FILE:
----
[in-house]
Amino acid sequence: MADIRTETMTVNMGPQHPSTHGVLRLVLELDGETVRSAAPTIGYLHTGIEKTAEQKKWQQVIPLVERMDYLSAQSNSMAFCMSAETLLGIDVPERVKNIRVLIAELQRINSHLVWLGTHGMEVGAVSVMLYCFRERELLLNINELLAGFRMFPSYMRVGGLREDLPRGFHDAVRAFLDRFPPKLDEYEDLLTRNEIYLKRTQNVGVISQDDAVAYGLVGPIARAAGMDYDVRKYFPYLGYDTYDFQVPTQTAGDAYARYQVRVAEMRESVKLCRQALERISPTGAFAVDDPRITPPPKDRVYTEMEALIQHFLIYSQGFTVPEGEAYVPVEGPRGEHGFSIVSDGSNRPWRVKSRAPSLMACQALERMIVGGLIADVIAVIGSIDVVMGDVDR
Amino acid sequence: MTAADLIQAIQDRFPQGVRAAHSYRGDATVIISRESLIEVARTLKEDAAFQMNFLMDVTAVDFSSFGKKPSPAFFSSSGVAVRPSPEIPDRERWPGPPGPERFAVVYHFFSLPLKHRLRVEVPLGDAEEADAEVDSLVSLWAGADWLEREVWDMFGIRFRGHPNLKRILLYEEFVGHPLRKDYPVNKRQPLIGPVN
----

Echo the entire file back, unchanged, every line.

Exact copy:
[in-house]
Amino acid sequence: MADIRTETMTVNMGPQHPSTHGVLRLVLELDGETVRSAAPTIGYLHTGIEKTAEQKKWQQVIPLVERMDYLSAQSNSMAFCMSAETLLGIDVPERVKNIRVLIAELQRINSHLVWLGTHGMEVGAVSVMLYCFRERELLLNINELLAGFRMFPSYMRVGGLREDLPRGFHDAVRAFLDRFPPKLDEYEDLLTRNEIYLKRTQNVGVISQDDAVAYGLVGPIARAAGMDYDVRKYFPYLGYDTYDFQVPTQTAGDAYARYQVRVAEMRESVKLCRQALERISPTGAFAVDDPRITPPPKDRVYTEMEALIQHFLIYSQGFTVPEGEAYVPVEGPRGEHGFSIVSDGSNRPWRVKSRAPSLMACQALERMIVGGLIADVIAVIGSIDVVMGDVDR
Amino acid sequence: MTAADLIQAIQDRFPQGVRAAHSYRGDATVIISRESLIEVARTLKEDAAFQMNFLMDVTAVDFSSFGKKPSPAFFSSSGVAVRPSPEIPDRERWPGPPGPERFAVVYHFFSLPLKHRLRVEVPLGDAEEADAEVDSLVSLWAGADWLEREVWDMFGIRFRGHPNLKRILLYEEFVGHPLRKDYPVNKRQPLIGPVN